Each package is independent and can be installed separately. The Camera Profiles are installed into Camera Raw plugin and are available under the Develop / Camera Calibration / Profile setting in LR or Camera Calibration / Camera Profile for ACR. The profile editor is a standalone package which lets you make adjustments or create your own profiles for ACR and LR.
Note that they are both still in beta and the standard warnings apply.
(Posted because I spent most of today day scratching my head trying to figure out why my versions of ACR 4.5 and LR2.0 didn't have the features being discussed in the podcast and wondering if the doctors had been sniffing too much lens cleaner - is the mountain lair properly ventilated?)
>Just to add to Rick's answer and to clarify something that >was slightly skipped over in the podcast, the DNG Profile >Editor and the Camera Profiles are all beta packages available >from the Adobe Labs wiki area. They are not part of the >standard Adobe Camera Raw 4.5 or Lightroom 2.0 but have to be >downloaded outside of the normal adobe update process. > >Each package is independent and can be installed separately. >The Camera Profiles are installed into Camera Raw plugin and >are available under the Develop / Camera Calibration / Profile >setting in LR or Camera Calibration / Camera Profile for ACR. >The profile editor is a standalone package which lets you make >adjustments or create your own profiles for ACR and LR. > >Both packages can be downloaded from: >http://labs.adobe.com/wiki/index.php/DNG_Profiles > >Note that they are both still in beta and the standard >warnings apply. > Just for clarification, on the podcast they were referred to as "DNG camera control". Would this be the "beta camera profiles" for download in the link above?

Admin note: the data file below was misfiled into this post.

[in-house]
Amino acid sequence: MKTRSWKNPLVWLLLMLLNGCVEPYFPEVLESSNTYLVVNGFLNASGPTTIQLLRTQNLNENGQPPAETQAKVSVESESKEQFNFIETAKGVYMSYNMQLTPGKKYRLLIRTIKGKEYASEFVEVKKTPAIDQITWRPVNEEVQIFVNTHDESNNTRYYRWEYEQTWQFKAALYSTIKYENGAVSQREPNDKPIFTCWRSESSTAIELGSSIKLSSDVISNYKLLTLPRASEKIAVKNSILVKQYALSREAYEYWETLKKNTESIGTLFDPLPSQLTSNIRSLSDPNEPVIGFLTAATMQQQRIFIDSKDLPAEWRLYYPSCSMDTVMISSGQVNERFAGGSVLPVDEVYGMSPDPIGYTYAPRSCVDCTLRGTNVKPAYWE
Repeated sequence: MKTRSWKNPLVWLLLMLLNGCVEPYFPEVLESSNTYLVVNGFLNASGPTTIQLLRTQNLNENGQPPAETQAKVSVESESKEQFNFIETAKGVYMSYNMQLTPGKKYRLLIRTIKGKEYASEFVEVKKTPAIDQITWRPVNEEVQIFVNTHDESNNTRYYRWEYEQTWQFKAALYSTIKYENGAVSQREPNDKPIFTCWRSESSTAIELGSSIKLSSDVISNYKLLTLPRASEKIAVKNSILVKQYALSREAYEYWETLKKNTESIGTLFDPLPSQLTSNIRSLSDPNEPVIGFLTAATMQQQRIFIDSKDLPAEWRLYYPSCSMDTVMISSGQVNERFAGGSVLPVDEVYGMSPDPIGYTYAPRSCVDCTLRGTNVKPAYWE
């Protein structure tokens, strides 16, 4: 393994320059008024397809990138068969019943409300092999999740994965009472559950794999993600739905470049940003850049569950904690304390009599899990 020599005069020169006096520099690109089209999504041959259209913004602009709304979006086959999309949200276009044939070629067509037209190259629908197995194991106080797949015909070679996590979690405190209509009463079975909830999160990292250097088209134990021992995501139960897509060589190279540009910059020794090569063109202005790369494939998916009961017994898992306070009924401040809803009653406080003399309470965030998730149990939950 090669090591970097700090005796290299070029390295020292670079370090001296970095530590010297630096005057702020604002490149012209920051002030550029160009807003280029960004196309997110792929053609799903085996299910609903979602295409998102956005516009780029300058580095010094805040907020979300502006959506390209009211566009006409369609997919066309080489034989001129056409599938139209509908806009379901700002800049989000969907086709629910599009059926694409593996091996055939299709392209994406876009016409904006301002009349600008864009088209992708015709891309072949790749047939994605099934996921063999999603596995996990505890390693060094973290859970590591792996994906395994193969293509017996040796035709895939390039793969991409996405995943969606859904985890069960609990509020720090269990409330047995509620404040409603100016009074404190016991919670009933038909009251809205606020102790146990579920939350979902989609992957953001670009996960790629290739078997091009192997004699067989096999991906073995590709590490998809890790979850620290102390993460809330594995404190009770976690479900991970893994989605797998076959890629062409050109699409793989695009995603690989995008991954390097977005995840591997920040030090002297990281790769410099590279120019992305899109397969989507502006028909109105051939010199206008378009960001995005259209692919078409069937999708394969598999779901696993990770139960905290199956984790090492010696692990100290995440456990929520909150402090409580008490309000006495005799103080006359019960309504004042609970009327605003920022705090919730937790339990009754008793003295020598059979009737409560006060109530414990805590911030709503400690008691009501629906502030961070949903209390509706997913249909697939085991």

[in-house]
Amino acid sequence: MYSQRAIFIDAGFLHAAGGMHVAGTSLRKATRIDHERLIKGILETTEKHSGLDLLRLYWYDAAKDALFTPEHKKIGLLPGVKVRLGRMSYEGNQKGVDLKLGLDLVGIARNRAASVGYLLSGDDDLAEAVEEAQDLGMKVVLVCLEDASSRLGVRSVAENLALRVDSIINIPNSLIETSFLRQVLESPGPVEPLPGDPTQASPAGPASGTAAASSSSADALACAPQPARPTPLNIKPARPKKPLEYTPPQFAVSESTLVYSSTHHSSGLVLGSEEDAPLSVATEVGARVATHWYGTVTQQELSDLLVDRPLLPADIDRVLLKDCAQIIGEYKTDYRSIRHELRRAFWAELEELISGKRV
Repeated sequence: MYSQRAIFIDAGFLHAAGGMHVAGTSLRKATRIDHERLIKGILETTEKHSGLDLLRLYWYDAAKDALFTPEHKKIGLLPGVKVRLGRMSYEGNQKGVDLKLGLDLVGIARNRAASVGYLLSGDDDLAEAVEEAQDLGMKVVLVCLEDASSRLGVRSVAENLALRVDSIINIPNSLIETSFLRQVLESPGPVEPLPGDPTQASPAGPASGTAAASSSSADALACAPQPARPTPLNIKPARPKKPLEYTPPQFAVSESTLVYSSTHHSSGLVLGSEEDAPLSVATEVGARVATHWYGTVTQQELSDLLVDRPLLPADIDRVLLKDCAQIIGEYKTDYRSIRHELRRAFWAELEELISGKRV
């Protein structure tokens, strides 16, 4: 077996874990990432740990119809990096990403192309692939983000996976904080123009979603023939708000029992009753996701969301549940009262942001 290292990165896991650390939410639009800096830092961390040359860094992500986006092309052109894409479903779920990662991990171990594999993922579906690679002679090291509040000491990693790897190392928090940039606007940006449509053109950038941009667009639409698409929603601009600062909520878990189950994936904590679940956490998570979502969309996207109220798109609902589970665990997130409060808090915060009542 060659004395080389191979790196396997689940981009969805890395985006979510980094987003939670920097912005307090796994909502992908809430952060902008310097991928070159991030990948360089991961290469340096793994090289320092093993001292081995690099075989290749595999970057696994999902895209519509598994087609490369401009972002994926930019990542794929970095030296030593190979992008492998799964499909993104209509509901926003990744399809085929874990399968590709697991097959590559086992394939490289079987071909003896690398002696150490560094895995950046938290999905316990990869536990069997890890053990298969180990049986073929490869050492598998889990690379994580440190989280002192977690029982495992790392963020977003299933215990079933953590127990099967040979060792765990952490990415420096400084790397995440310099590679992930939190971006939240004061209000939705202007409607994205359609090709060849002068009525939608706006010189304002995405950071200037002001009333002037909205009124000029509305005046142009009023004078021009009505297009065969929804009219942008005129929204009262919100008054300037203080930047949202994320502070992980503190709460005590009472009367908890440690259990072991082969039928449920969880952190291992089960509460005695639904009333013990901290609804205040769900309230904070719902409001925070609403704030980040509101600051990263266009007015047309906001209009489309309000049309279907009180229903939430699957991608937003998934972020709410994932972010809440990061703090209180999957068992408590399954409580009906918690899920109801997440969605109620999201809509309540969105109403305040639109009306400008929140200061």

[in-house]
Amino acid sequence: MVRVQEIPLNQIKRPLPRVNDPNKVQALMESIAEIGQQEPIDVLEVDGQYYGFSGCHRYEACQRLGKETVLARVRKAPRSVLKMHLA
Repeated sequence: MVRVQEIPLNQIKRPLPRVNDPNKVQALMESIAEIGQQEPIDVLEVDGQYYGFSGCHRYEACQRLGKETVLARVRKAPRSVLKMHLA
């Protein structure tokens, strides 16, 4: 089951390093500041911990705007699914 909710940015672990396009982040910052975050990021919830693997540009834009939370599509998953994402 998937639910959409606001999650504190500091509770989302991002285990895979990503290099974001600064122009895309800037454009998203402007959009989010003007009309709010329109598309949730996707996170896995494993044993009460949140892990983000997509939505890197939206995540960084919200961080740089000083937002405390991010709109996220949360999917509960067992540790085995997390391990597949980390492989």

I just listened to this episode and was pretty excited you two are going to be coming to the air show here in Indianapolis. I was waffling in my decision to go but the chance to meet you guys nudged me over the edge. I signed up this morning. I won't be able to attend the NX2 class on the 23rd though.
If you have any questions about getting around in Indy let me know. Will you guys be here for just the weekend?
Hey there, I'm a novice photographer hoping to graduate to the amatuer status some day. I've recently purchased a Nikon D80 and am trying to immerse myself into podcasts, websites, forums, articles, etc in order to take better pictures. Hopefully, I can use this venue to ask some questions. One question is how much post processing do you do? I am taking pictures but none seem to 'jump' out at me like the ones I keep seeing here and on other websites. I do have a polarized filter on top of a uv filter and it seems to add a little vibrance. But maybe I just need to touch the pics up later. I hate to do that as I think I should have gotten the picture right the first time. How does it work for you?
Neither of us do extensive post-processing for our shots, but it helps to have a good starting point. If you shoot raw, like we both do, it's helpful to either use the Standard or Landscape Picture Controls in NX or their equivalents in the most recent versions of the Adobe raw converters. You can get the Adobe ones here:
The vast majority of post-processing problems can be solved by simply mastering the levels and curves tools in whatever application you use. That's true for both raw and jpeg shooting. Any good book on Photoshop will describe the process. It's incredibly easy and will give your photos the "pop" you're currently missing. Only boost saturaton after you've used those controls. Much of the time, you'll find you won't need it if you've done the other step first.
Polarizers are handy, but we didn't use them for the shots in this thread. Definitely don't stack a polarizer on top of a UV. In addition to a possible degradation in image quality, you'll increase flare, potentially lessen contrast, and definitely increase the likelihood of vignetting (darkening at the edges of the photo). If you use a UV filter (neither of us do), remove it before attaching the polarizer.
GREAT! Wow, I didn't expect such a quick response. You don't know how helpful that was. Thank you so much. It just goes to show that people in photography stores don't really know that much about photography. the guy behind the counter said to always us a UV filter and it was no problem putting the polarizing filter on top.
You have probably saved me a lot of frustration. Thank you again!